African civil society has identified five key priorities for combating climate change: adaptation, losses and damages, food and land use systems, and forest conservation and restoration.
This was announced by UNANDA Third World Executive Secretary Chekov Sir during an event held on the sidelines of the United Nations Climate Conference “COP28” in Dubai.
The “Anda Third World” organization represents a group of African non-governmental organizations, and these organizations met within the framework of a common platform, which was launched during the “COP”, an alliance of the African Development Bank Group and civil society. Climate and Energy.
African Development Bank president Akinwumi Adesina said: “The continent must benefit from its natural wealth. African economies should not be measured by their GDP, while Africa’s wealth should be assessed by its natural capital.”
“The continent’s vast mineral resources, forests and renewable energy must play a part in the balance,” he added, pointing out that the Congo Basin is the world’s largest carbon reserve, but is not taken into account in the overall assessment. Domestic production of countries in the region.
The coalition supports calls by African leaders to transfer special drawing rights on climate finance to Africa, including the African Development Bank.
The coalition calls on the international community, governments and development partners to comprehensively implement best practices, innovations and technologies and engage farmers and local communities, especially women and youth, in an approach that integrates science and traditional knowledge without harming biodiversity. or compromising community resilience.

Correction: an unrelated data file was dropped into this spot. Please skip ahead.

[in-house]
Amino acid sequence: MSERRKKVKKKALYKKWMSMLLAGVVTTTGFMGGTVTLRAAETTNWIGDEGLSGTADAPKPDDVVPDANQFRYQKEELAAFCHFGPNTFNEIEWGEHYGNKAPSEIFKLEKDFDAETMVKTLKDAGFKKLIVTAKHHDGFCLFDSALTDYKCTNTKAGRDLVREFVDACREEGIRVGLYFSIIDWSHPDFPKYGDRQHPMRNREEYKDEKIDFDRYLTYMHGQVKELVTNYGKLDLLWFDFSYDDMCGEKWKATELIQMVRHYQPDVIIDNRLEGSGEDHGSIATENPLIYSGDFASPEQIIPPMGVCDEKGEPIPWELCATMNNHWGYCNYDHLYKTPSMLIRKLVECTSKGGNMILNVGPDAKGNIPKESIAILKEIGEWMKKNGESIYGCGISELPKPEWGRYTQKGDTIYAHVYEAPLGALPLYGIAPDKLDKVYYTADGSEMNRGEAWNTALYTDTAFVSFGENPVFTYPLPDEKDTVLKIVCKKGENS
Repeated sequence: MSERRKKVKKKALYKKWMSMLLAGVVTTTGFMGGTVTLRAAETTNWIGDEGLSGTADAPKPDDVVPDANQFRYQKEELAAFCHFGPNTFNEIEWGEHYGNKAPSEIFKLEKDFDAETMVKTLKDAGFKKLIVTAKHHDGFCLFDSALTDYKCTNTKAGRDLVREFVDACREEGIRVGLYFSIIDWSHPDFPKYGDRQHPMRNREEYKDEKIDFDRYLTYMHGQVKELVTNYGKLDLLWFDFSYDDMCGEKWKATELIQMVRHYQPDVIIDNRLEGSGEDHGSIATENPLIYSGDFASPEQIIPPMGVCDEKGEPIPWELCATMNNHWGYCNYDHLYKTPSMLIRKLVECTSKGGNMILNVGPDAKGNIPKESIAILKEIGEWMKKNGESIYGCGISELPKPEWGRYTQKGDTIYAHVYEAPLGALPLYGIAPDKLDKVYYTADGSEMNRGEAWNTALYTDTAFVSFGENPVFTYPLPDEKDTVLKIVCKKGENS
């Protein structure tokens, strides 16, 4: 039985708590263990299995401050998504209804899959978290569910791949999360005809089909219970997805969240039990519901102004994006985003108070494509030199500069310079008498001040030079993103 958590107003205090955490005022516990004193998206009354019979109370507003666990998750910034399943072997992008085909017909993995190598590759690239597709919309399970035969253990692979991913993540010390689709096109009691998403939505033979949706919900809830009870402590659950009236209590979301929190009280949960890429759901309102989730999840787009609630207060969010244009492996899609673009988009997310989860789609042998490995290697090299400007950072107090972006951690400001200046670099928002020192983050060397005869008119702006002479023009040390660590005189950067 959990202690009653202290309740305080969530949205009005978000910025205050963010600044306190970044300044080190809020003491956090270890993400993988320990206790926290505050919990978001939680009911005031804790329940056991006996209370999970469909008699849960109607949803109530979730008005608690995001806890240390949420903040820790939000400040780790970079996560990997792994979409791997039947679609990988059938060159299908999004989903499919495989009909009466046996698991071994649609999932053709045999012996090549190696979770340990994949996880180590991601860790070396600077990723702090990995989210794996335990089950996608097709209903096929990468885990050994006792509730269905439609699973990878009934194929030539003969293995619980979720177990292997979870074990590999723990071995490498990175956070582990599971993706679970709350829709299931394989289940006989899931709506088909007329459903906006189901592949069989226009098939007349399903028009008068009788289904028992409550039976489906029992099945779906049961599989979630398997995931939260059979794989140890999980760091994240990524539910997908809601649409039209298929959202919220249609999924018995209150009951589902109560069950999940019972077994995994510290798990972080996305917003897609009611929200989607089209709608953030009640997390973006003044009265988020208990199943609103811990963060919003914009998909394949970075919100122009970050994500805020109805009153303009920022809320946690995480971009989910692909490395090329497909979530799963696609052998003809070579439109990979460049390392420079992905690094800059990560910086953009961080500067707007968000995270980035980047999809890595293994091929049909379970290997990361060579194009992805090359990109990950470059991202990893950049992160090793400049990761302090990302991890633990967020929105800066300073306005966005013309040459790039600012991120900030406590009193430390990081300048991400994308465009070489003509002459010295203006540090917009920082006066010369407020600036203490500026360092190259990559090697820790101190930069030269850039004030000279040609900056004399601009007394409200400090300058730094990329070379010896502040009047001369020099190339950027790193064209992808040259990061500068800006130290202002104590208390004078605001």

He called on parties to ensure that adaptation and resilience are at the heart of African economies vulnerable to climate change.
The Bank’s Vice President, Agriculture, Human and Social Development, Beth Dunford, confirmed during a discussion with civil society that the alliance is “very important” for Africa, noting that the Bank allocates 64% of its funding to adapt to climate change. continent, and it has now opened a window for climate action aimed at providing specific resources and technical assistance to least developed countries on the continent.
For his part, Alliance President Augustine Njamanshi praised the relationship between development finance institutions, civil society and the private sector in combating climate change in Africa.
“Doubling adaptation financing will not be enough for the continent because governments have already spent a lot of money,” he said, adding that civil society and the private sector, especially banks, must work together for the continent’s benefit.
In turn, Ecotrades Fund Executive Director Pauline Nantungo Kalunda said, “Civil society and the private sector’s collaborative work has enabled 15,000 smallholder farmers to plant trees to increase carbon storage,” calling for the removal of barriers. Prevent communities from accessing climate finance.
Mithika Mwenda, President of the Pan-African Climate Justice Alliance, a strong network of over 1,000 African climate organizations, emphasized the catalytic role of civil society and praised the partnership with the Bank.
“Government, the private sector and civil society are forming a ‘parallel’ in the fight against climate change in this coastal country,” said Roger Barrow, Burkina Faso’s environment minister.
• The African Development Bank allocates 64% of its financing to climate change on the continent.
– Food and land use systems.
– Conservation and restoration of forests.
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